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Highly critical YouGov report shows collapsing BA customer perceptions

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One thing that was missing from the ‘Investor Day’ presentation given to the City recently was the ‘net promoter score’ for British Airways.  It is an accepted statistical method of showing how well regarded a company is by its customers and is also a number which IAG is known to focus on closely.

Luckily, polling firm YouGov published its own report last month on the collapsing public perception of British Airways.  For some reason this slipped through the PR gap when it was published but I have now got hold of a copy.

You can read the full document here (PDF).

Take a look at this chart (click to enlarge):

This chart is a net score of whether consumers believe a brand offers value for money.  It is important to note:

“By ‘value for money’ we do not mean cheap or expensive, but that the brand offers customers a lot in return for the price paid.”

“Looking at value for money, the decline started earliest among those who fly with British Airways. The drop among BA customers’ perception in this area started in autumn 2016, shortly after the introduction of inflight food and drink charges for short-haul flights. But the general public’s view began to change notably in May 2017, at the time of the brand’s much-publicised IT problems.”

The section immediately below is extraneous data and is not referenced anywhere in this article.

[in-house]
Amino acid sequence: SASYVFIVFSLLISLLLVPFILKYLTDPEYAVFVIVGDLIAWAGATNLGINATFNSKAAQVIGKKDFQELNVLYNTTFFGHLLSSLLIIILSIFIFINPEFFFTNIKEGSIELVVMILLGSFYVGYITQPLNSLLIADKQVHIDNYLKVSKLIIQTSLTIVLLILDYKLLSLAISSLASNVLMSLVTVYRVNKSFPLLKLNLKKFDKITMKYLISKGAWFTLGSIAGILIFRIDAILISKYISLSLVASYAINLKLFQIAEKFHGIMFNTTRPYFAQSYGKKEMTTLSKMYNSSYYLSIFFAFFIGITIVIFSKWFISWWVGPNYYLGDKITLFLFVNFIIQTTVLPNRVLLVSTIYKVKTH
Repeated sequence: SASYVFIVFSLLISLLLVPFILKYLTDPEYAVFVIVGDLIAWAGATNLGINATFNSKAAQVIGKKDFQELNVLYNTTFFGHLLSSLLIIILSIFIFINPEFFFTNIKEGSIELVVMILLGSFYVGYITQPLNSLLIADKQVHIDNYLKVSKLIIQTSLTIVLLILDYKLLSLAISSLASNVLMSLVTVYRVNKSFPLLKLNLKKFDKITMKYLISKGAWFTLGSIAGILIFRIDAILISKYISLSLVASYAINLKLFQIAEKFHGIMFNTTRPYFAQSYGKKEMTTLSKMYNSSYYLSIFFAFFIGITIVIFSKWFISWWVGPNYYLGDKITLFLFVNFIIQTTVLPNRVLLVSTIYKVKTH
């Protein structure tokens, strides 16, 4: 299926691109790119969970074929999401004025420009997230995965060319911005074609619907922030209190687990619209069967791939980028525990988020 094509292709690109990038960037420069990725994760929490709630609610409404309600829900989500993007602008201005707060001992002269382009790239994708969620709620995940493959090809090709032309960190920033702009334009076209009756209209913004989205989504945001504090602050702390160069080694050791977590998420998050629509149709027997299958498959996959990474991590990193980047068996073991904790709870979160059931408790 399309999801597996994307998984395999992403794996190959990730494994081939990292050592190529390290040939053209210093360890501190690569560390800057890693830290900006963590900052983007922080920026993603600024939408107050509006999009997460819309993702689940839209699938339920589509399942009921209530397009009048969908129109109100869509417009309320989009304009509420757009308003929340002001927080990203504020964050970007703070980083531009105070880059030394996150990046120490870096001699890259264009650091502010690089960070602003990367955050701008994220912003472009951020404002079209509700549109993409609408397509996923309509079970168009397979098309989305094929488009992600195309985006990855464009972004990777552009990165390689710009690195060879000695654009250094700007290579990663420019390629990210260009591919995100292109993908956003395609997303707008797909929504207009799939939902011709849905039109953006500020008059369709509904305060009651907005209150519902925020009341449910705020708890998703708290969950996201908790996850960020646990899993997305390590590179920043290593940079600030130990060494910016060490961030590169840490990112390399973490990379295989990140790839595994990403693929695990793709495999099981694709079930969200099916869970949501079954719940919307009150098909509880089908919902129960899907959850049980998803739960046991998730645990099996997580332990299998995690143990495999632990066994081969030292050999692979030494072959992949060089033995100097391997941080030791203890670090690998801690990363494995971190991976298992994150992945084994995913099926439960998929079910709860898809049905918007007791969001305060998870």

Here is another chart showing changes in perceived ‘value’ and ‘quality’ over the last year.  Again, click to enlarge:

Again, you can see that BA registers sharp falls on both counts.  None of the airlines covered by the survey comes out smelling of roses, but then again we are only talking about a one year period.

However, the chart above is based on ALL flyers questioned.  Look at what happens when you only include the data from people who have flown British Airways in the past year:


The report is not all doom and gloom: